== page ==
‘Man is by nature a creature of desire, who worships.’
(note: this fits in with Tillich’s ‘ultimate concern’ as well)
On this theory, it is a universal condition of humanity that they are worshipping creatures, and thus religious creatures – if their religion is not that of God, it is of something else, fame, fortune, etc – but every man has a religion. This, as Nicholas Wolterstorff puts it, is part of the ‘standard Protestant apologetic’. (Art in Action, p. 85). Is it, however, an accurate description of the human condition? Can we paint every man as someone who worships something?
A first difficulty has to do with confirmation of this theory: upon close inspection, it’s a theory which can be confirmed by anything. Search deep enough, and you’ll find something you worship, even if you’re a modern Western secularist. We’re all worshippers. We all fixate upon some ultimate concern.
A second difficulty is anthropological. Wolterstorff points out that, contrary to the PTOR, many people may not have one ultimate concern but many concerns:
‘Is it not rather the case that many live their lives with a multiplicity of conerns, shifting about from time to time, with no one concern ever being ultimate? Such people care a bit for their families, a bit for their material possessions, a bit for country, a bit for personal esteem, and so forth…if some situation would arise forcing them to choose, then one or more of those conflicting concerns would, for the time being at any rate, be subordinated. But for many, no such agonizing, clarifying conflict ever arises. Their life remains a fractured multiplicty concerns.’ (Art in Action, p. 86)
In a nutshell, some people just aren’t ultimately concerned. Some people just may never have an existential crisis. Sure, you could still say that such people are ultimately concerned and just don’t know it, but this seems like a case of trying to convince someone who isn’t sick that not only are they sick, they need your medicine. That’s the peril of existential apologetics – many people simply don’t have dark nights of the soul.
A third difficulty is biblical: is it in fact the biblical teaching that all men are religious in this way? Is this a universal statement made by the biblical writers? Again, Wolterstorff disagrees:
‘The Bible speaks about the true worshippers of the true God, and describes their unity-in-variety. But it never attempts to locate some ineradicable religious tendency which, though it can be turned in different directions, can never be resisted. It never tries to pinpoint some tendency such that what ultimately differentiates the true worshipper of the true God from all other men is that the former turns that universally shared tendency in a different direction than all the others – namely, in the right direction. It never contends that all those who are not true worshippers of the true God nevertheless have a Religion. It simply regards them as falling away in a vast multiplicity of different ways.’ (Art in Action, p. 87)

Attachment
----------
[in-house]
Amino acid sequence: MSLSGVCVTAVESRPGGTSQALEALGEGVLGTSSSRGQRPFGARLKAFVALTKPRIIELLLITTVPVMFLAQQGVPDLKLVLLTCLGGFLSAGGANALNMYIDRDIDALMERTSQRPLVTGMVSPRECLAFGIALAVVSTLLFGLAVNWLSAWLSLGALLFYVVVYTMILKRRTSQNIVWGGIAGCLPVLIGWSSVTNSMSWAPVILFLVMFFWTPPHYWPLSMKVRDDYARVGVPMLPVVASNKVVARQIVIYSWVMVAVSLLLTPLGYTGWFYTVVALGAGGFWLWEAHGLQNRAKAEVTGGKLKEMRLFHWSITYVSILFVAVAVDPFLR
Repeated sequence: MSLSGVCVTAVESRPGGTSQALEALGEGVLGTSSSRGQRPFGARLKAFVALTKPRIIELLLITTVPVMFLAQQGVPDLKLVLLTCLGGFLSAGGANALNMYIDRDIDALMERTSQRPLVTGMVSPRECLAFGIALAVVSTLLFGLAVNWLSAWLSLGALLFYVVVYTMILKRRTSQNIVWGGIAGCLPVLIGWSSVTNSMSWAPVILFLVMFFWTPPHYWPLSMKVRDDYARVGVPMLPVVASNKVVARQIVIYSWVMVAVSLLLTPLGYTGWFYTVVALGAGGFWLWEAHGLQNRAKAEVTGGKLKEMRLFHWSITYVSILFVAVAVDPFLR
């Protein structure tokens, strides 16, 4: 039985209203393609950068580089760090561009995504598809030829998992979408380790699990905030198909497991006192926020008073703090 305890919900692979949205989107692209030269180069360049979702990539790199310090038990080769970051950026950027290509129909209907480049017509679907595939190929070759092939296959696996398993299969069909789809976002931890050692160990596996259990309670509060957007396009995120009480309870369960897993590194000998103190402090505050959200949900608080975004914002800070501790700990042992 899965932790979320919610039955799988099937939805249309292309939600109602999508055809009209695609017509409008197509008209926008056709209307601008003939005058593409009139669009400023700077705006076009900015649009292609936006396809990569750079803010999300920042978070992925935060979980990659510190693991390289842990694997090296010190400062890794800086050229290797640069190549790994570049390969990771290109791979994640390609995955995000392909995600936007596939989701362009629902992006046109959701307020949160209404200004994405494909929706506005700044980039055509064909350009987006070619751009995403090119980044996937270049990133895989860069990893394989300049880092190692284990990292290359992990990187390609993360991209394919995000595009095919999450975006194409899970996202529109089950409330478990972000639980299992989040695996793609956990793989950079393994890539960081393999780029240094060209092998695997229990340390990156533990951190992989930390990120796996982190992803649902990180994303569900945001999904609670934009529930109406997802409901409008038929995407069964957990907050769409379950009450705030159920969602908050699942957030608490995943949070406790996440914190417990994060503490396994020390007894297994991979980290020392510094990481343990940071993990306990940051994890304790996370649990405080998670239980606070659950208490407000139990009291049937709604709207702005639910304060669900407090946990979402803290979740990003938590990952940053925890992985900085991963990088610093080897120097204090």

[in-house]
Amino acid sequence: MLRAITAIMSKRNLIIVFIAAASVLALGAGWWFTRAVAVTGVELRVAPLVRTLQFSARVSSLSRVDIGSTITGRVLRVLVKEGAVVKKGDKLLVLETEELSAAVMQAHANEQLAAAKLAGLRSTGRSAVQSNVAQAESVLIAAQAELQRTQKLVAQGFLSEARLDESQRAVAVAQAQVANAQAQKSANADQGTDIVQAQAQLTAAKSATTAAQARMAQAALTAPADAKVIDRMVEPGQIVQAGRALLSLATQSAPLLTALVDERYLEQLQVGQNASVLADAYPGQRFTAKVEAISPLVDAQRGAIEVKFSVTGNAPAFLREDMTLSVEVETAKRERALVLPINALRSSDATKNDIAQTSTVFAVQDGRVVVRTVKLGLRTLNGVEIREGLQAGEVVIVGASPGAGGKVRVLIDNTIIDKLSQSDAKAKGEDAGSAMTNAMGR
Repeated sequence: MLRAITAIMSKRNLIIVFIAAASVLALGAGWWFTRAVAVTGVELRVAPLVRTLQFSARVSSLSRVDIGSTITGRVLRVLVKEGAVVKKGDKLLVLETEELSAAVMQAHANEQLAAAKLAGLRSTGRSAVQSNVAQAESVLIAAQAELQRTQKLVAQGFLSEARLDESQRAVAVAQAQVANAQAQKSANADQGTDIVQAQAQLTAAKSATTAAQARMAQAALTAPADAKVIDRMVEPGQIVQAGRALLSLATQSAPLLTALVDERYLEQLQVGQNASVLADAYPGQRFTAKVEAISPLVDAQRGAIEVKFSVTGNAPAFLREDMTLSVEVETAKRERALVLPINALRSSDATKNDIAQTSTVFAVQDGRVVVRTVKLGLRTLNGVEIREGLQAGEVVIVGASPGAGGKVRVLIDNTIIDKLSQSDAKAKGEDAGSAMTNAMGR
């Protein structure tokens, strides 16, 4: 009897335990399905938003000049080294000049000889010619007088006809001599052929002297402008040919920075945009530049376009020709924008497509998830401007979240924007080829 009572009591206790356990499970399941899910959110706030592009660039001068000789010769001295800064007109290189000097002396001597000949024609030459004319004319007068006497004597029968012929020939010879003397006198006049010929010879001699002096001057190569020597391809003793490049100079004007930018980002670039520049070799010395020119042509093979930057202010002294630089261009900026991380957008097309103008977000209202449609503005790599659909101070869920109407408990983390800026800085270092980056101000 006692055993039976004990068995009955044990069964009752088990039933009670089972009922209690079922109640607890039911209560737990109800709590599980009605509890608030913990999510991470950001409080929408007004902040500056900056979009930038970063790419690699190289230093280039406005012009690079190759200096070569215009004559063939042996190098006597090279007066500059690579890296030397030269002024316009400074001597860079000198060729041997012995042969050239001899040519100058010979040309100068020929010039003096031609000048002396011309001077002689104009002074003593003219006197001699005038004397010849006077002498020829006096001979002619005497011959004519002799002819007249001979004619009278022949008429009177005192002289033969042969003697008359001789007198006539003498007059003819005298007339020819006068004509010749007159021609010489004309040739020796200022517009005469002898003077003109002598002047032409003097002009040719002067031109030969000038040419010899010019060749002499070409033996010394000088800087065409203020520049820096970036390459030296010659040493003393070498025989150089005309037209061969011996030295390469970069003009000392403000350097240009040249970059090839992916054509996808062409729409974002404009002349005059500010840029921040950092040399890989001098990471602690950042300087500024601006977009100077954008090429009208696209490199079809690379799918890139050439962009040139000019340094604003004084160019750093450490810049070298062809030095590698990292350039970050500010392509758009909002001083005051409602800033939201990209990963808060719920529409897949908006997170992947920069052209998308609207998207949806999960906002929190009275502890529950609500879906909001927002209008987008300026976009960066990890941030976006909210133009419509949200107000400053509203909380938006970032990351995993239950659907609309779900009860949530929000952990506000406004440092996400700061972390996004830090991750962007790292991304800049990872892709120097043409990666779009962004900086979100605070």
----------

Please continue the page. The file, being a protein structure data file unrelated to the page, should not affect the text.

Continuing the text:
Wolterstorff then gives a brief exegesis of Romans 1, which for brevity’s sake I will not reproduce here. He concludes, however, that Paul is not teaching that all men have a religious tendency which cannot be resisted but only directed.
This raises some a few questions: If Wolterstorff is right, and I think he (of course) broadly is, what are the implications? Perhaps one implication is that instead thinking of man as primarily a creature of worship (note: man still certainly is a worshiping creature, only not primarily so) perhaps man should be thought of as creature of action. This, of course, is not a novel insight – the Christian idea of vocation has been around for a good long time.
Another question that’s best perhaps phrased in the form of an answer: God is not found at the limit of human life but at the center. This is a huge theme in Bonhoeffer, especially his Ethics and Letters and Papers From Prison. Instead of attempting to identify an existential crisis or God-shaped hole, which may or may not be there or may or may not be viewed as significant, the Christian should simply act in the world. It is in the real world, in the concrete actions of the Christian in the real world, in the center of our existence, not in the deep dark existential moments, where God is. When God is found in the gaps, even deep existential gaps, He disappears when they close.